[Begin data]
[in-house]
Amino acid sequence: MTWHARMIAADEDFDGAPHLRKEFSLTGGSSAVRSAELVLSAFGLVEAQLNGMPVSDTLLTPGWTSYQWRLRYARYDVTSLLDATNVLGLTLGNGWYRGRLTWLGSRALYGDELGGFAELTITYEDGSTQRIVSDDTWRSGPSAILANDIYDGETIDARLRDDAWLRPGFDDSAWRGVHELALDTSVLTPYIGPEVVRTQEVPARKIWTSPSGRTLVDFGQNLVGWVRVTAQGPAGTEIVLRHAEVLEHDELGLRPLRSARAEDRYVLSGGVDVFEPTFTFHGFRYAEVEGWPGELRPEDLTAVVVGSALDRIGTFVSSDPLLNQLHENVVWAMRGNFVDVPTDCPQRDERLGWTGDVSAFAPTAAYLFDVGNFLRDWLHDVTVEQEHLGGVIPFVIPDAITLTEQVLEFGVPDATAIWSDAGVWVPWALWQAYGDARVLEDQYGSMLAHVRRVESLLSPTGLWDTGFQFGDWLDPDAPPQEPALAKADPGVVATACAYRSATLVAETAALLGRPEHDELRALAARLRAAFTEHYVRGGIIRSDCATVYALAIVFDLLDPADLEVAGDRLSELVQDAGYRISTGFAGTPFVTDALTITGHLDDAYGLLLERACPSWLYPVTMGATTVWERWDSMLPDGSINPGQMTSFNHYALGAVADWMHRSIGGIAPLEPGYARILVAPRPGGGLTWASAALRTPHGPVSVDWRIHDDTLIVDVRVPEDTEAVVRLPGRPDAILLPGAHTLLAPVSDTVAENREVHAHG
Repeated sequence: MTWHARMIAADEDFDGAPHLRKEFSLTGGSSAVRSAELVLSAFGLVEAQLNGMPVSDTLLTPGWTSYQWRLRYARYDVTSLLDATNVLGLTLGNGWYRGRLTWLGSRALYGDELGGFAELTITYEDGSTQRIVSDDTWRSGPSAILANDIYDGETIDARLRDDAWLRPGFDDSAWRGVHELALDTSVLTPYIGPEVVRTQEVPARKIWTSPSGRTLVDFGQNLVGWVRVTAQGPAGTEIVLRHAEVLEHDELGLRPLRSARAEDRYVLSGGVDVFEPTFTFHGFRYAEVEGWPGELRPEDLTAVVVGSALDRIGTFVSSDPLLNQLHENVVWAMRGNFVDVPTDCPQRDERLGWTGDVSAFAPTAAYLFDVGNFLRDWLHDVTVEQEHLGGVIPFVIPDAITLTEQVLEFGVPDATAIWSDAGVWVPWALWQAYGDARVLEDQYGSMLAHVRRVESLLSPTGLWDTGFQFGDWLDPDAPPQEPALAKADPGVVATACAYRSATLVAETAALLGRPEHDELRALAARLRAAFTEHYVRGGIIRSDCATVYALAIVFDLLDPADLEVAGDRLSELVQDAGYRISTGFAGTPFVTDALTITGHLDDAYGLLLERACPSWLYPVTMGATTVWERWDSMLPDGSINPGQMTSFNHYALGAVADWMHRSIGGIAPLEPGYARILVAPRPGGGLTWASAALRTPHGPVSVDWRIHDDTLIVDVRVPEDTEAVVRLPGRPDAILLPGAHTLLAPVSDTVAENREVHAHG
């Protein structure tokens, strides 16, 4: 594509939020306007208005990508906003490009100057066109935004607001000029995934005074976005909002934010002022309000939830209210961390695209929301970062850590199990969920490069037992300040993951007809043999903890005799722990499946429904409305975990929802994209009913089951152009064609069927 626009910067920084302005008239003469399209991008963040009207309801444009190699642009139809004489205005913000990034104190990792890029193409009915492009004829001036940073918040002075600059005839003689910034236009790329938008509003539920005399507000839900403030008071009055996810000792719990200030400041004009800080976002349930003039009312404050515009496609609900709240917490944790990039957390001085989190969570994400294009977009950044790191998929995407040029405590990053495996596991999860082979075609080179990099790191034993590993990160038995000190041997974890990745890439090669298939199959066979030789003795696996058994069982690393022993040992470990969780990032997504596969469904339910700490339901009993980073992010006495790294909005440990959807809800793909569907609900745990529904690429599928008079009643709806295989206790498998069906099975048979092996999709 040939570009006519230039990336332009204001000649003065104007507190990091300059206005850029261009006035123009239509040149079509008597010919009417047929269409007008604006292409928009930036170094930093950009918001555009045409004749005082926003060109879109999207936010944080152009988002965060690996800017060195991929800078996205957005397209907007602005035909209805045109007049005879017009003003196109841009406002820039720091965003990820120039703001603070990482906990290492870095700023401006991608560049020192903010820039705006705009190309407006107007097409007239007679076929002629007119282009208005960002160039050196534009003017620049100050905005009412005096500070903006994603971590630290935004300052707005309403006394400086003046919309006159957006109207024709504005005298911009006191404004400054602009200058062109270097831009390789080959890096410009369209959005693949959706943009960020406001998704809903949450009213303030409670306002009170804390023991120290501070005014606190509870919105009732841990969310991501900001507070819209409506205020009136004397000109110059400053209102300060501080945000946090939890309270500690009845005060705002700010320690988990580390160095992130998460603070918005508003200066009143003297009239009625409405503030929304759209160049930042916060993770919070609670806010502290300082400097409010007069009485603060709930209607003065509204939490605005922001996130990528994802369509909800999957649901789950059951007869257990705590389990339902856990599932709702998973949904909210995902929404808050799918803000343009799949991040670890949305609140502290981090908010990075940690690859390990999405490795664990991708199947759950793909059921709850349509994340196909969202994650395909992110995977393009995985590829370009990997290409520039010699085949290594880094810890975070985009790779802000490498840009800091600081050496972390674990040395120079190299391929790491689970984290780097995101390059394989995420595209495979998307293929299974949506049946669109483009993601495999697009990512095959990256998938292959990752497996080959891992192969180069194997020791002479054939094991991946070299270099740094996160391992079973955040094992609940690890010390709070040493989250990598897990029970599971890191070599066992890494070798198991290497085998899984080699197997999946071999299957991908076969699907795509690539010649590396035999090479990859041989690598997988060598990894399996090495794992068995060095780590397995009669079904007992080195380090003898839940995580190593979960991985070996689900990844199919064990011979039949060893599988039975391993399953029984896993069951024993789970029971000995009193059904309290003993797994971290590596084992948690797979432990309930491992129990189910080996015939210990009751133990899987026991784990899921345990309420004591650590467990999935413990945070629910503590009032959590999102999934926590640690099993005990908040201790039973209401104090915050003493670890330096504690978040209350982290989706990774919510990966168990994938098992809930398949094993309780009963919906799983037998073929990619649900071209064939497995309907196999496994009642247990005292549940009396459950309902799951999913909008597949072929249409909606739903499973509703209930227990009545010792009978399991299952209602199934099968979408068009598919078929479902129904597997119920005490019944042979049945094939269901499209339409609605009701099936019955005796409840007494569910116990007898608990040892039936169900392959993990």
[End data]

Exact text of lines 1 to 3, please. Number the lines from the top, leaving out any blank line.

[in-house]
Amino acid sequence: MTWHARMIAADEDFDGAPHLRKEFSLTGGSSAVRSAELVLSAFGLVEAQLNGMPVSDTLLTPGWTSYQWRLRYARYDVTSLLDATNVLGLTLGNGWYRGRLTWLGSRALYGDELGGFAELTITYEDGSTQRIVSDDTWRSGPSAILANDIYDGETIDARLRDDAWLRPGFDDSAWRGVHELALDTSVLTPYIGPEVVRTQEVPARKIWTSPSGRTLVDFGQNLVGWVRVTAQGPAGTEIVLRHAEVLEHDELGLRPLRSARAEDRYVLSGGVDVFEPTFTFHGFRYAEVEGWPGELRPEDLTAVVVGSALDRIGTFVSSDPLLNQLHENVVWAMRGNFVDVPTDCPQRDERLGWTGDVSAFAPTAAYLFDVGNFLRDWLHDVTVEQEHLGGVIPFVIPDAITLTEQVLEFGVPDATAIWSDAGVWVPWALWQAYGDARVLEDQYGSMLAHVRRVESLLSPTGLWDTGFQFGDWLDPDAPPQEPALAKADPGVVATACAYRSATLVAETAALLGRPEHDELRALAARLRAAFTEHYVRGGIIRSDCATVYALAIVFDLLDPADLEVAGDRLSELVQDAGYRISTGFAGTPFVTDALTITGHLDDAYGLLLERACPSWLYPVTMGATTVWERWDSMLPDGSINPGQMTSFNHYALGAVADWMHRSIGGIAPLEPGYARILVAPRPGGGLTWASAALRTPHGPVSVDWRIHDDTLIVDVRVPEDTEAVVRLPGRPDAILLPGAHTLLAPVSDTVAENREVHAHG
Repeated sequence: MTWHARMIAADEDFDGAPHLRKEFSLTGGSSAVRSAELVLSAFGLVEAQLNGMPVSDTLLTPGWTSYQWRLRYARYDVTSLLDATNVLGLTLGNGWYRGRLTWLGSRALYGDELGGFAELTITYEDGSTQRIVSDDTWRSGPSAILANDIYDGETIDARLRDDAWLRPGFDDSAWRGVHELALDTSVLTPYIGPEVVRTQEVPARKIWTSPSGRTLVDFGQNLVGWVRVTAQGPAGTEIVLRHAEVLEHDELGLRPLRSARAEDRYVLSGGVDVFEPTFTFHGFRYAEVEGWPGELRPEDLTAVVVGSALDRIGTFVSSDPLLNQLHENVVWAMRGNFVDVPTDCPQRDERLGWTGDVSAFAPTAAYLFDVGNFLRDWLHDVTVEQEHLGGVIPFVIPDAITLTEQVLEFGVPDATAIWSDAGVWVPWALWQAYGDARVLEDQYGSMLAHVRRVESLLSPTGLWDTGFQFGDWLDPDAPPQEPALAKADPGVVATACAYRSATLVAETAALLGRPEHDELRALAARLRAAFTEHYVRGGIIRSDCATVYALAIVFDLLDPADLEVAGDRLSELVQDAGYRISTGFAGTPFVTDALTITGHLDDAYGLLLERACPSWLYPVTMGATTVWERWDSMLPDGSINPGQMTSFNHYALGAVADWMHRSIGGIAPLEPGYARILVAPRPGGGLTWASAALRTPHGPVSVDWRIHDDTLIVDVRVPEDTEAVVRLPGRPDAILLPGAHTLLAPVSDTVAENREVHAHG